Dog exercise has to carry on as normal even in the worst weather... doesn't it? If winter fatigue is setting in and your normal walks seem less than appealing, there's no need to worry if you don't want to venture out. Your dog may not actually want to go out either! There are plenty of ways for your pet to get the exercise he needs and for you both to have some fun.
The animal behaviourist says... give mental stimulation
ASAB-certified clinical animal behaviourist Claire Hargrave understands that in bad weather, owners can be less than enthusiastic about long walks but says that not all dogs want to go out anyway.
'Older dogs or those in discomfort may not welcome pounding the streets in very cold or wet weather,' says Claire. 'We often think that our dogs need to go out for walks every day but sometimes it's not the best thing for them. Don't feel guilty about not taking your dog out as giving him mental stimulation is just as important and this can be done anywhere. Kitchens, garages and conservatories all make ideal spaces for dog exercise.'
Claire says that the best way of providing mental stimulation for your dog is by tapping into his natural seeking behaviour to create a positive emotion. You can use this in a variety of ways to give your dog's brain a good workout.
'Your dog will have fun using his brain to look for stuff he wants to engage with so use puzzle feeders, Kong toys or even just scatter his food,' says Claire.
'Simple scenting work is also a useful activity, which can be used in any location. You can introduce this game to your dog by dropping little treats as you walk to form a scent trail. Sometimes it's better to drive to a bland environment to do this sort of game or use agility equipment in the garden than to walk cold the streets in winter, particularly for older dogs or those who are off-colour. Also, young dogs born in spring may be frightened of encountering objects in darkness for the first time.'
The vet says... grab a dog coat
Petplan veterinary expert Brian Faulkner says some dogs love to play in the snow but cold weather is not for everyone. How much time you spend in the cold depends on the breed, age and health of your dog.
'I wouldn't suggest you think about stopping walks altogether, but you might consider shortening the amount of time your dog is out in the cold,' says Brian.
'Some dogs might benefit from clothing in the coldest months, especially short-haired breeds. However, most dogs in the UK won't need paw protection from snow and ice unless the temperature drops below minus five degrees. Of course, paws will get cold but don't be tempted to plunge them into warm water after a cold walk – that extra throbbing can be uncomfortable.'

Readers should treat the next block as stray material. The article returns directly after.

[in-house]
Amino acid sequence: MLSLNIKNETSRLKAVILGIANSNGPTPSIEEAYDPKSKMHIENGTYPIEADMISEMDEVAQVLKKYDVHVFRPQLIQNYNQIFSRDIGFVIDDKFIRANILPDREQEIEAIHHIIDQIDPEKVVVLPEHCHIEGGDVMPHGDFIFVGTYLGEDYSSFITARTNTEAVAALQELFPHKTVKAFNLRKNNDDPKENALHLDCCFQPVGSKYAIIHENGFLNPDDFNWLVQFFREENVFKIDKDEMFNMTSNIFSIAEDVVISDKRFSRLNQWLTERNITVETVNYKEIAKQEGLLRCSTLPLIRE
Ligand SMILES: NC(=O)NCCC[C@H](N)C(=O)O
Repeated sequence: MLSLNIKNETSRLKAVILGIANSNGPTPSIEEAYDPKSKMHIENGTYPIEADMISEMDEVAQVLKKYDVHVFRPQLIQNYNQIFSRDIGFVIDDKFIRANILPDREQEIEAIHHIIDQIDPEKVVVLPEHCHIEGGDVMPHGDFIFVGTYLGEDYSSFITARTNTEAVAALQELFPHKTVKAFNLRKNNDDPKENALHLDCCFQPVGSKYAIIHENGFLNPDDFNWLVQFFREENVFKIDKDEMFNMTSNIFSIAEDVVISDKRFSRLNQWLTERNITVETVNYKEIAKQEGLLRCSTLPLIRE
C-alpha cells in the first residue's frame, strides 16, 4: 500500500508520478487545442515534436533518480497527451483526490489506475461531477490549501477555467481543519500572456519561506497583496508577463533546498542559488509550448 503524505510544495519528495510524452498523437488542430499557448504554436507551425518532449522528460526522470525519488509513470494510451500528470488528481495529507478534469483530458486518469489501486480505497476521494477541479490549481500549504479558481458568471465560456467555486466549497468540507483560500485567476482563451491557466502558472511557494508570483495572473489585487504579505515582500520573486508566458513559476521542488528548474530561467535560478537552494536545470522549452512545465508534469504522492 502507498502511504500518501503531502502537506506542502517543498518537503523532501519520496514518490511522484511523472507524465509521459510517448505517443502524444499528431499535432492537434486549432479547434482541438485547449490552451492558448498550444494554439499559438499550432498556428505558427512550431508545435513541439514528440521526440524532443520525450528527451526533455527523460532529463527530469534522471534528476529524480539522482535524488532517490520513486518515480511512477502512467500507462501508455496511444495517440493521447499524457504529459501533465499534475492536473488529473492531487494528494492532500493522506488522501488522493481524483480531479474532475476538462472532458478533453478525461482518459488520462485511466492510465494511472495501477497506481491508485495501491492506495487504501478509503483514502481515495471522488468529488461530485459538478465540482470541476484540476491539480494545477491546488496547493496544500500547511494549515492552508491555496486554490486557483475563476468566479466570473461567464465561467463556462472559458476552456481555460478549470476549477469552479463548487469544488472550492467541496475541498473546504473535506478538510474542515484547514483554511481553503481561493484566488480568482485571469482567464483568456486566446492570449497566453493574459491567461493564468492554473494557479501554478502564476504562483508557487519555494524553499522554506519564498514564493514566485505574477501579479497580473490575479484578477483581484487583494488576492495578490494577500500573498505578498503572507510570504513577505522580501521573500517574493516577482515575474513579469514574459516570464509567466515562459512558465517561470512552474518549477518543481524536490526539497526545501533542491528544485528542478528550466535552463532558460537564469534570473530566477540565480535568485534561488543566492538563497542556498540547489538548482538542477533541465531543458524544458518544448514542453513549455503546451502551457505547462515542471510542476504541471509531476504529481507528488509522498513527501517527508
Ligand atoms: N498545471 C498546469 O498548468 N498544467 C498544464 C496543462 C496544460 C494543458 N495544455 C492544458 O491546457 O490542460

As traditional countryside trails may be less accessible to owners in the winter months, Brian suggests looking into alternative dog exercise methods.
'Hydrotherapy can be good for animals of all fitness levels and some dogs especially enjoy swimming. Lots of obedience training can be done indoors and there are agility centres where your dog can burn off energy and have fun by climbing, jumping and weaving.'
The owner says... play hide and seek
Rachel Scarff owns Charlie, a seven-year-old Labrador, who loves to be out and about whatever the weather. Rachel is happy to brave the elements, believing there is no such thing as bad weather – simply bad clothing. However, Charlie was recently diagnosed with arthritis and so his usual long all-weather walks and sessions with his favourite ball thrower have had to change. Rachel and her son, Barney, have tried being inventive when coming up with alternatives to keep Charlie fit and happy.
'We have quite a robust dog and he'd still happily swim in rivers in the snow but we've had to try alternative winter activity so that we don't aggravate his arthritis,' says Rachel. 'One low-impact activity that Charlie loves, which we can do in our moderate-sized garden, is hide and seek. I ask Charlie to sit and then cover his eyes while Barney hides a tennis ball somewhere in the garden than to walk the cold streets. Once it is hidden, I uncover his eyes and say, “go find it!”. To start with, it took Charlie quite a while to find the tennis ball but the more we've played it, the better he has got and we've had to start coming up with trickier hiding places. When Charlie finds the ball, he likes to have a good chew of it and sometimes we'll give it a gentle throw but more often we'll reward his finding with some tasty cooked chicken. The great thing about this game is that we can play it indoors, too.'